Who's to blame at BP? The board

By Geoff Colvin, senior editor at large


FORTUNE -- BP's Gulf disaster is the board of directors' fault -- and not just in the sense that everything is ultimately the board's fault. This board has earned its blame in a very direct way. Yet you'd never suspect it from the directors' all-star credentials.

If you're looking for doddering peers who prefer liquid lunches in the House of Lords dining room or earnest but clueless academics, you won't find them on this board. It's a knockout: Every member has reached the highest levels at famous, successful corporations. Governance wonks could fault the group for including too many BP execs (five of 14 directors), and it won't win any diversity awards. But if you want achievement and pedigree, look no further: They include the former CEOs of Ericsson (ERIC), Duke Energy (DUK, Fortune 500), and United Technologies (UTX, Fortune 500), the current CEO of Anglo American, and the former chairmen of Unilever (UL) and McKinsey.

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But wait, there's more. This board appears to have done everything right to make sure that BP was identifying and managing its risks and to ensure that a catastrophe like the Macondo well blowout, which caused the spill, didn't happen. A safety, ethics, and environment assurance board committee monitors nonfinancial risk. A group operations risk committee of executives reports to the CEO. A dense flow chart shows how all the pieces fit together to support BP's goal of "no accidents, no harm to people, and no damage to the environment." Obviously this elaborate structure failed, just like the well. But is it really fair to blame a terrible accident in the Gulf of Mexico on 14 people in a London boardroom above St. James's Square? It is, and here's why.

The board had known for years that something was wrong with safety at BP (BP). An explosion and fire at BP's refinery in Texas City, Texas, in March 2005 killed 15 people and injured 170; it was America's worst industrial accident in almost 20 years. Just four months later a potentially deadly hydrogen fire broke out at the same refinery, and the following month community residents were ordered to stay indoors after another accident there. That's when BP assembled an independent panel, headed by former Secretary of State James Baker, to investigate safety at its U.S. refineries. While the panel worked, a BP pipeline in Alaska leaked more than 200,000 gallons of crude in March 2006.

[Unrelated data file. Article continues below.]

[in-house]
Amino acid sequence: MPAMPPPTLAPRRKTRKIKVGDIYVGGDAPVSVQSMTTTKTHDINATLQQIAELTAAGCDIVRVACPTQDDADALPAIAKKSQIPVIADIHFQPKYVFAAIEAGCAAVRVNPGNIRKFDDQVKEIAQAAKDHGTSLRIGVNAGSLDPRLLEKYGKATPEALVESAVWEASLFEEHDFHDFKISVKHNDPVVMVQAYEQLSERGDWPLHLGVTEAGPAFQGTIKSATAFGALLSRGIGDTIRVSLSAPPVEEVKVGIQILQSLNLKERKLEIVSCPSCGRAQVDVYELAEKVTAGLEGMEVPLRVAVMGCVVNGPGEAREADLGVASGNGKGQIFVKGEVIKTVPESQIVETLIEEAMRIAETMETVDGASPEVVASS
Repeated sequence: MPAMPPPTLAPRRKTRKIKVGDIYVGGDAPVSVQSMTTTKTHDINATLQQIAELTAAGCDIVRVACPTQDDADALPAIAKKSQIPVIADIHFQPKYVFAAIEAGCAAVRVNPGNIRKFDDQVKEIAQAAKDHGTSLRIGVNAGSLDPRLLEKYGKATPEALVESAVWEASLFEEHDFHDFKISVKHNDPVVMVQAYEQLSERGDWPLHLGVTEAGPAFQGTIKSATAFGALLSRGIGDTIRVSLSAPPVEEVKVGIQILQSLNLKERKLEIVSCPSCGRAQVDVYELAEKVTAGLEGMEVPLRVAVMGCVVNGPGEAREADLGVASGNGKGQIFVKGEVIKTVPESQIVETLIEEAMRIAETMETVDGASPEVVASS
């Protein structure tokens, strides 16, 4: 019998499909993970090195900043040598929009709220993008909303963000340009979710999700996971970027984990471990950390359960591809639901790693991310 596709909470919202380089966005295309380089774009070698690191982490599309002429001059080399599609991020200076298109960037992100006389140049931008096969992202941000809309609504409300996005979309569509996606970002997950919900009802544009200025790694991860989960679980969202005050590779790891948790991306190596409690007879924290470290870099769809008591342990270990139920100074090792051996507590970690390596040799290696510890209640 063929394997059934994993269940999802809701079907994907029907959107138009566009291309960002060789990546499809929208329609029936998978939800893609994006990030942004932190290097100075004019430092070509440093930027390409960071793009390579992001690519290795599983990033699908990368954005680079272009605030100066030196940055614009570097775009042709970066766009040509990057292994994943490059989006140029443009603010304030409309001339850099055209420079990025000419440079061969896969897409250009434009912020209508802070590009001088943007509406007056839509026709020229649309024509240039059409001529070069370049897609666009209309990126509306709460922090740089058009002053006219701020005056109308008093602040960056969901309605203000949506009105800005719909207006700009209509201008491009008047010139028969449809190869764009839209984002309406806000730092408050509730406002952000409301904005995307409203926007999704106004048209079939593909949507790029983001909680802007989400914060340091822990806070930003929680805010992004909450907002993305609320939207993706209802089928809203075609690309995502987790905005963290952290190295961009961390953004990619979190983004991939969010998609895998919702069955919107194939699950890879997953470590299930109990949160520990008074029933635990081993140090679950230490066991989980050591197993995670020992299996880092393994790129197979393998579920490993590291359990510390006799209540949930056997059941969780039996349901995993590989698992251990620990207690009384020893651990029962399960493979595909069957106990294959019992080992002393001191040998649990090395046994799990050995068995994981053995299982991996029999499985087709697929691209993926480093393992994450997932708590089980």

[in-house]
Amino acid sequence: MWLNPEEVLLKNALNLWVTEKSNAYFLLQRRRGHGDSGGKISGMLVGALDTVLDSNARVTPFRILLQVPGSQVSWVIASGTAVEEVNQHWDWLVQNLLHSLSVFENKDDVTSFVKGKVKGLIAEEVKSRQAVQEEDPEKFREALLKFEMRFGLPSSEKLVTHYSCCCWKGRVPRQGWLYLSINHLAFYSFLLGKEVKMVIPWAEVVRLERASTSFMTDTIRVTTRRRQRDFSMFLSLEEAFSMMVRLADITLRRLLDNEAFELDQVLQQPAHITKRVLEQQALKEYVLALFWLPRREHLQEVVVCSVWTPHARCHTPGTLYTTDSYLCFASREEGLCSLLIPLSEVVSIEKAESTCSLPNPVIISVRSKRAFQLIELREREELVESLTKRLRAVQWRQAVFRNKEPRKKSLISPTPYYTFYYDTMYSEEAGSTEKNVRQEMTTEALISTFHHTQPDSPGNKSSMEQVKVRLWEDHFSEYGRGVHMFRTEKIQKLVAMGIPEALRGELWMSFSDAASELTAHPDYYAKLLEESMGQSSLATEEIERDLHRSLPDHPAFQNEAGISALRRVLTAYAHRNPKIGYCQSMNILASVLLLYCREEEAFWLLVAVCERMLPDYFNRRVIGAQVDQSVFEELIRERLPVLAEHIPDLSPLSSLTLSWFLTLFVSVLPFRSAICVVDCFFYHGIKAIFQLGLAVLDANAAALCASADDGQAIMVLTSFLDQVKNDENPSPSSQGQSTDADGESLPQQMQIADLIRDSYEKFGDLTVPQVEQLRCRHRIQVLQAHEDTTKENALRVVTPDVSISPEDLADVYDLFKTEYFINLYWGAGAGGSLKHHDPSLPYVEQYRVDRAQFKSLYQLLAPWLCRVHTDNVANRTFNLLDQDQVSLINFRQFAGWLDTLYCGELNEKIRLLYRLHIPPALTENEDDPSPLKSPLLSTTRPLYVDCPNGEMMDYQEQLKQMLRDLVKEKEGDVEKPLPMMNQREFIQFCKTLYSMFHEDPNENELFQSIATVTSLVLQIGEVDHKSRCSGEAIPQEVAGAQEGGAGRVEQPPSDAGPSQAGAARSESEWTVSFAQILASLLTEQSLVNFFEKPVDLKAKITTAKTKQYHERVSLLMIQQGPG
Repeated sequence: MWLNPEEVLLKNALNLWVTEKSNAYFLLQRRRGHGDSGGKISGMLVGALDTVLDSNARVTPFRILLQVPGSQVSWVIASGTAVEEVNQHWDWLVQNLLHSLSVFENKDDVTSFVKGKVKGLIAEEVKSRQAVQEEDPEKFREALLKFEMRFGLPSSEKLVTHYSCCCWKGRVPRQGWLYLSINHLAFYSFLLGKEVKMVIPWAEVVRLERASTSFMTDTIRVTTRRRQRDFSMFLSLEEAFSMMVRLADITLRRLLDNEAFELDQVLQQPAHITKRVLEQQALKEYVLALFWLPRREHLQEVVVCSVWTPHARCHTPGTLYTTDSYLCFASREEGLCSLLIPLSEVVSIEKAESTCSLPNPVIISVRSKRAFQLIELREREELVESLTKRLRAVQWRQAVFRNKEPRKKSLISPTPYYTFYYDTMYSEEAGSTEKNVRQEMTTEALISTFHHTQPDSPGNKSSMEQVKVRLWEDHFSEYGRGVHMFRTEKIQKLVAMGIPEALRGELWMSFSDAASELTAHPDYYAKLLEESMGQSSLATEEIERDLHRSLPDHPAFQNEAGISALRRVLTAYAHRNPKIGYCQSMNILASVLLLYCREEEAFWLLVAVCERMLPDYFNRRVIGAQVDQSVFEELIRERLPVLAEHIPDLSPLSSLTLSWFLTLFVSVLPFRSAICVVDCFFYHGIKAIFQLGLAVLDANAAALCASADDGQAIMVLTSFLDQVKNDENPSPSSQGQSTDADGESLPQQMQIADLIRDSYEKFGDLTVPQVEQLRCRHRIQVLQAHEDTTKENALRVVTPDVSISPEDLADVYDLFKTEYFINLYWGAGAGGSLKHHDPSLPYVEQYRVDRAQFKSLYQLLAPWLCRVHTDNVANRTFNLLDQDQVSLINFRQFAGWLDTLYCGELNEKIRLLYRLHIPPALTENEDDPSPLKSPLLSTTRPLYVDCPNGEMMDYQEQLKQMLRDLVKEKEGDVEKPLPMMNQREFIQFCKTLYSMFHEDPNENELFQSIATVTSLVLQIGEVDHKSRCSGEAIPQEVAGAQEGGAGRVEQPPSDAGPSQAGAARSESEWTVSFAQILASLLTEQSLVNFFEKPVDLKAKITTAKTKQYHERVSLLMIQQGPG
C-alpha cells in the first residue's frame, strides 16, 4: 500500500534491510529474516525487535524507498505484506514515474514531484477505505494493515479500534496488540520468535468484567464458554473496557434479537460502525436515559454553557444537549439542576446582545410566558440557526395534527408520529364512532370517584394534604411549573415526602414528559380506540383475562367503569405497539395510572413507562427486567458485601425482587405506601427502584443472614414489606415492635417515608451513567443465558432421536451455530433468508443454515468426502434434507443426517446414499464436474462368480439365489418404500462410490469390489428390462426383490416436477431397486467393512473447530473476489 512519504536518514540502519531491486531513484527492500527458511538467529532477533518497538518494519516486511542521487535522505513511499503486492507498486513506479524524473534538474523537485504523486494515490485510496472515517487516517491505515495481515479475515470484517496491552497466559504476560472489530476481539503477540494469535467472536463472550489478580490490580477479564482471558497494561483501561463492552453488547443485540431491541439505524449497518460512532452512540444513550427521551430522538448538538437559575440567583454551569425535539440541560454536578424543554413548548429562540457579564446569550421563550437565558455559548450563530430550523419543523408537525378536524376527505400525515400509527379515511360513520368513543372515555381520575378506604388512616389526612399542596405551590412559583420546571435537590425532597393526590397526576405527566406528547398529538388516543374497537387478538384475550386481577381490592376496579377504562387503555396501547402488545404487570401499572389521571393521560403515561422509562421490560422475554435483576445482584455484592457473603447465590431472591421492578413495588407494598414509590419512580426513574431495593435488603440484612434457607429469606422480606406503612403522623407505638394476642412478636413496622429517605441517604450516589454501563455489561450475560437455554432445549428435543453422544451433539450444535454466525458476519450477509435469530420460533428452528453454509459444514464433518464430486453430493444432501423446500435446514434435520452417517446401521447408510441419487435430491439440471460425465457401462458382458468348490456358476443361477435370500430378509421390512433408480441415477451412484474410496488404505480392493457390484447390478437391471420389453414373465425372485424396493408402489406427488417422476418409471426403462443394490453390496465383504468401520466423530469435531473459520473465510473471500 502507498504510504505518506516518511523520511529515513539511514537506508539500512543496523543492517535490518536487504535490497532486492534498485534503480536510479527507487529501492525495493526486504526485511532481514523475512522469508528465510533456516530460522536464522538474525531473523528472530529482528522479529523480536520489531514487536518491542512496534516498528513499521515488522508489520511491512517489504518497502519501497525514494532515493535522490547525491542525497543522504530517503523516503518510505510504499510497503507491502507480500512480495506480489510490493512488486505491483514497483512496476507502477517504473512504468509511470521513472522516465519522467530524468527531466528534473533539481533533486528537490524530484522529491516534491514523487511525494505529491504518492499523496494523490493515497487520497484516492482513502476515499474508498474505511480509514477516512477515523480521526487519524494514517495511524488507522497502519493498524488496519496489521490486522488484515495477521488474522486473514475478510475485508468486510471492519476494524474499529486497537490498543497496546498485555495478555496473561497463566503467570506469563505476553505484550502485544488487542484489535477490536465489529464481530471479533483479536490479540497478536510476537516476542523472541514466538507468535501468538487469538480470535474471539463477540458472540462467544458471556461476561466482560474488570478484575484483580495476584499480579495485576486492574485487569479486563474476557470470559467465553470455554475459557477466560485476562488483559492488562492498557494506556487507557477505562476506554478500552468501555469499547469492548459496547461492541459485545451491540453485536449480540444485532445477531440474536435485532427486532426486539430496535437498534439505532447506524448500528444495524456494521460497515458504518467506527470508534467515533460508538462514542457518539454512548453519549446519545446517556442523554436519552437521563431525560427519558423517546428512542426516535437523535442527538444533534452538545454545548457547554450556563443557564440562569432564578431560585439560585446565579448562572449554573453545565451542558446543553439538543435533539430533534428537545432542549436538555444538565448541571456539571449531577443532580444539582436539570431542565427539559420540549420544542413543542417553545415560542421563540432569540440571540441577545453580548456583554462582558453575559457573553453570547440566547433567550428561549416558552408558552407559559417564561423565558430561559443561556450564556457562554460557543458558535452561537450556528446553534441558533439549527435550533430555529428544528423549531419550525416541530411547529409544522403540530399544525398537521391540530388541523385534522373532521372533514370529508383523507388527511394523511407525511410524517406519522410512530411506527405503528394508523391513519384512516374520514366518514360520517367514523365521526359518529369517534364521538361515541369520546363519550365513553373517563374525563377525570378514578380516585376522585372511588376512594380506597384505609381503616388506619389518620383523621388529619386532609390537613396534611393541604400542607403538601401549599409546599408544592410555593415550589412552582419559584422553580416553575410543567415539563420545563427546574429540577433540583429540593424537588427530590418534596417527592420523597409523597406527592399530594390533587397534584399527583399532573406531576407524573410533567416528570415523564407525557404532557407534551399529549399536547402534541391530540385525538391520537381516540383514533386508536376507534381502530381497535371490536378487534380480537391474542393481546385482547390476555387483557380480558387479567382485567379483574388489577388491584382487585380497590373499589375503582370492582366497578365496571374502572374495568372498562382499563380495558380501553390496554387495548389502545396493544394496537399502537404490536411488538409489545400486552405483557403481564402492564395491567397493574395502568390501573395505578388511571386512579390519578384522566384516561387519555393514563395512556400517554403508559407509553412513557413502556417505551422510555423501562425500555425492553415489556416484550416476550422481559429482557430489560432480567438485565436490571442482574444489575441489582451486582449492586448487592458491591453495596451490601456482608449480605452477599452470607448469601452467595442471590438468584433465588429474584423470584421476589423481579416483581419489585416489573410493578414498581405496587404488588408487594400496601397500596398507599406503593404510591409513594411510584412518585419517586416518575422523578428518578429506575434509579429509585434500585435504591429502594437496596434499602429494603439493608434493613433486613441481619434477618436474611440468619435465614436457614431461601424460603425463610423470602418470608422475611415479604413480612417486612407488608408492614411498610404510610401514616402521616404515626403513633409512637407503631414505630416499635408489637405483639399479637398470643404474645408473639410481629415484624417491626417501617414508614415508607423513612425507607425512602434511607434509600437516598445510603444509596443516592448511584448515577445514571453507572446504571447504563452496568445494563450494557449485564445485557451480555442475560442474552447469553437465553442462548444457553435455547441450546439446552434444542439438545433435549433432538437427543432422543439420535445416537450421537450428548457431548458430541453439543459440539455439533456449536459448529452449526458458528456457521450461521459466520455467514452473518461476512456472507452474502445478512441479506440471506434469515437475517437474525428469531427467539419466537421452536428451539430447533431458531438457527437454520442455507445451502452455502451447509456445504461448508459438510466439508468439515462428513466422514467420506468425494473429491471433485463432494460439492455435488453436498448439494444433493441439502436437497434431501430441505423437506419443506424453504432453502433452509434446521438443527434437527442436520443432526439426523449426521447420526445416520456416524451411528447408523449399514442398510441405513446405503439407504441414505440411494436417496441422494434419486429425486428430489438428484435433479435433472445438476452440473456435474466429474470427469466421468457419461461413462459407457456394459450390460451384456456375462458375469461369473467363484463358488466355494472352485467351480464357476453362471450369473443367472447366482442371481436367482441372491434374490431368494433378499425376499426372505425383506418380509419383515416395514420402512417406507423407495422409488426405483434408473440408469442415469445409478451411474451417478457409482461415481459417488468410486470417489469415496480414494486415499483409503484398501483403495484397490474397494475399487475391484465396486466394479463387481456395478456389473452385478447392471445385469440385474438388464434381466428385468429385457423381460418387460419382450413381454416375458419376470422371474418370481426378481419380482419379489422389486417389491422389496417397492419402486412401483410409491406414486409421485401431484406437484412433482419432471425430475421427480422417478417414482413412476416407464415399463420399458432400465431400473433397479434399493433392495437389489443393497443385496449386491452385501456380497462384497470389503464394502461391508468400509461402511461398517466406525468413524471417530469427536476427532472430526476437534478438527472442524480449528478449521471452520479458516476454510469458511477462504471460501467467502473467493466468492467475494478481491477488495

The panel's report, published in January 2007, is brutally direct. While its immediate focus is BP's five U.S. refineries, its findings go far beyond them. Calling for "leadership from the top of the company, starting with the Board and going down," the report found that "BP has not provided effective process safety leadership." Time and again the report notes that BP has the right standards and programs but cannot make them work. It cites specific areas in which the company failed to enforce standards, including "critical alarms and emergency shutdown devices."

The report emphasizes that the many failures it cites were "not isolated." Repeatedly it notes that "the lack of effective leadership was systemic, touching all levels of BP's corporate management." While it is management's job to implement effective safety practices, the report says, "BP's Board did not ensure, as a best practice, that management did so."

Remember, BP asked for this report. The directors wanted to know what was wrong with safety at BP and how to fix it, and the panel gave them a 347-page answer. Corporate-governance authority Robert A.G. Monks, who testified as an expert witness for a Texas City worker, says, "The BP board was on notice that the corporate culture of 'saving over safety' pervaded BP. They were on notice that the mechanisms for informing the board were dysfunctional. The board had an affirmative duty to understand the risks involved in the drilling of this well."

BP declined to make any directors available for interviews, but a spokesman says "there are no grounds" for the allegation that the board bears particular responsibility for the gulf disaster. "Since Texas City in 2005, the company has turned around its process safety systems, which have been largely rolled out across the company," he says.

It's worth remembering that after the Texas City explosion, BP announced it would "do everything possible to ensure nothing like it happens again." The board was told what needed doing. We've seen the result.  To top of page

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